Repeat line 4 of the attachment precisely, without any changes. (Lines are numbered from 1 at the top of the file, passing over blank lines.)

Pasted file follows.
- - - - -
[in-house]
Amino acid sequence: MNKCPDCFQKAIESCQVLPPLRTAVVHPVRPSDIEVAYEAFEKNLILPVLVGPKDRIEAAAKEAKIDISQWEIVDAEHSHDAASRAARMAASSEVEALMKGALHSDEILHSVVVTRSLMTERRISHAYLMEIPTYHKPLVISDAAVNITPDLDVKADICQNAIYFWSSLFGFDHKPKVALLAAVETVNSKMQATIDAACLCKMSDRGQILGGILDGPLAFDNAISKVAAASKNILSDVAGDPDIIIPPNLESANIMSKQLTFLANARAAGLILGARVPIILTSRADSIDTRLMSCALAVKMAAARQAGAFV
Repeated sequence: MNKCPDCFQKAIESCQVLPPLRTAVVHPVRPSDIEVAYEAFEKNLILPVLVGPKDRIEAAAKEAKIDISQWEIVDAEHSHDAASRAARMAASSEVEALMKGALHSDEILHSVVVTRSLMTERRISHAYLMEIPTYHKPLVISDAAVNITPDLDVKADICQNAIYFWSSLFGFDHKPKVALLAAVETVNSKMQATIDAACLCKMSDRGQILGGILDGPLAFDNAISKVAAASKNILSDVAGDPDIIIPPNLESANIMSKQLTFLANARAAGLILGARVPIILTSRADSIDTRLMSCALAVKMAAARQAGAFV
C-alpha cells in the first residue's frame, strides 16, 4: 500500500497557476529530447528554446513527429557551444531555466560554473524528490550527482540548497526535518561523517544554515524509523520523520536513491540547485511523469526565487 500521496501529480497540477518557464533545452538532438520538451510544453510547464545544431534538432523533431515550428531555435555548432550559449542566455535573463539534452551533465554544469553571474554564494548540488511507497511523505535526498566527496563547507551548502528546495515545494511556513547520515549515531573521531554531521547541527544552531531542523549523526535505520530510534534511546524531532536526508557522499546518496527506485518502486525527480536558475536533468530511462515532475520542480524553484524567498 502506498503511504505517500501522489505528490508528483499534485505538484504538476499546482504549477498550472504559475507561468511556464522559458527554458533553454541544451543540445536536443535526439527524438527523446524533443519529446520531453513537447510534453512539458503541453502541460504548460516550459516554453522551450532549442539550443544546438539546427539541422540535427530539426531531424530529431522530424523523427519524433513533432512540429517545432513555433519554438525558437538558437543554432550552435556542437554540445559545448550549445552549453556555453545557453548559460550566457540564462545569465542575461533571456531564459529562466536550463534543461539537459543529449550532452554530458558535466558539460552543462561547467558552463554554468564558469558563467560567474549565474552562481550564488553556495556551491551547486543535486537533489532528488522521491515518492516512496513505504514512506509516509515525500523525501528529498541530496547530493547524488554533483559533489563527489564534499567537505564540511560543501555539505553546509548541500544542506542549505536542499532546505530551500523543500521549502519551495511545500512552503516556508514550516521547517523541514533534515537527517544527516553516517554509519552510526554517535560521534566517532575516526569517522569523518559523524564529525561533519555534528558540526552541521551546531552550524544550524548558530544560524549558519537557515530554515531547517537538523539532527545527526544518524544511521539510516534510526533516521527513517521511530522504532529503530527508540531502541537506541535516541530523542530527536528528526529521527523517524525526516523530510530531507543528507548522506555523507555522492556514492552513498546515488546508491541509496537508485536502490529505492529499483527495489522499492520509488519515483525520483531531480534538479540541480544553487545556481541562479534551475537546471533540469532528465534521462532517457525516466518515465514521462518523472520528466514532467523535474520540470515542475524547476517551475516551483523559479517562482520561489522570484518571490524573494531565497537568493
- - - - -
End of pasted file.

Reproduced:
C-alpha cells in the first residue's frame, strides 16, 4: 500500500497557476529530447528554446513527429557551444531555466560554473524528490550527482540548497526535518561523517544554515524509523520523520536513491540547485511523469526565487 500521496501529480497540477518557464533545452538532438520538451510544453510547464545544431534538432523533431515550428531555435555548432550559449542566455535573463539534452551533465554544469553571474554564494548540488511507497511523505535526498566527496563547507551548502528546495515545494511556513547520515549515531573521531554531521547541527544552531531542523549523526535505520530510534534511546524531532536526508557522499546518496527506485518502486525527480536558475536533468530511462515532475520542480524553484524567498 502506498503511504505517500501522489505528490508528483499534485505538484504538476499546482504549477498550472504559475507561468511556464522559458527554458533553454541544451543540445536536443535526439527524438527523446524533443519529446520531453513537447510534453512539458503541453502541460504548460516550459516554453522551450532549442539550443544546438539546427539541422540535427530539426531531424530529431522530424523523427519524433513533432512540429517545432513555433519554438525558437538558437543554432550552435556542437554540445559545448550549445552549453556555453545557453548559460550566457540564462545569465542575461533571456531564459529562466536550463534543461539537459543529449550532452554530458558535466558539460552543462561547467558552463554554468564558469558563467560567474549565474552562481550564488553556495556551491551547486543535486537533489532528488522521491515518492516512496513505504514512506509516509515525500523525501528529498541530496547530493547524488554533483559533489563527489564534499567537505564540511560543501555539505553546509548541500544542506542549505536542499532546505530551500523543500521549502519551495511545500512552503516556508514550516521547517523541514533534515537527517544527516553516517554509519552510526554517535560521534566517532575516526569517522569523518559523524564529525561533519555534528558540526552541521551546531552550524544550524548558530544560524549558519537557515530554515531547517537538523539532527545527526544518524544511521539510516534510526533516521527513517521511530522504532529503530527508540531502541537506541535516541530523542530527536528528526529521527523517524525526516523530510530531507543528507548522506555523507555522492556514492552513498546515488546508491541509496537508485536502490529505492529499483527495489522499492520509488519515483525520483531531480534538479540541480544553487545556481541562479534551475537546471533540469532528465534521462532517457525516466518515465514521462518523472520528466514532467523535474520540470515542475524547476517551475516551483523559479517562482520561489522570484518571490524573494531565497537568493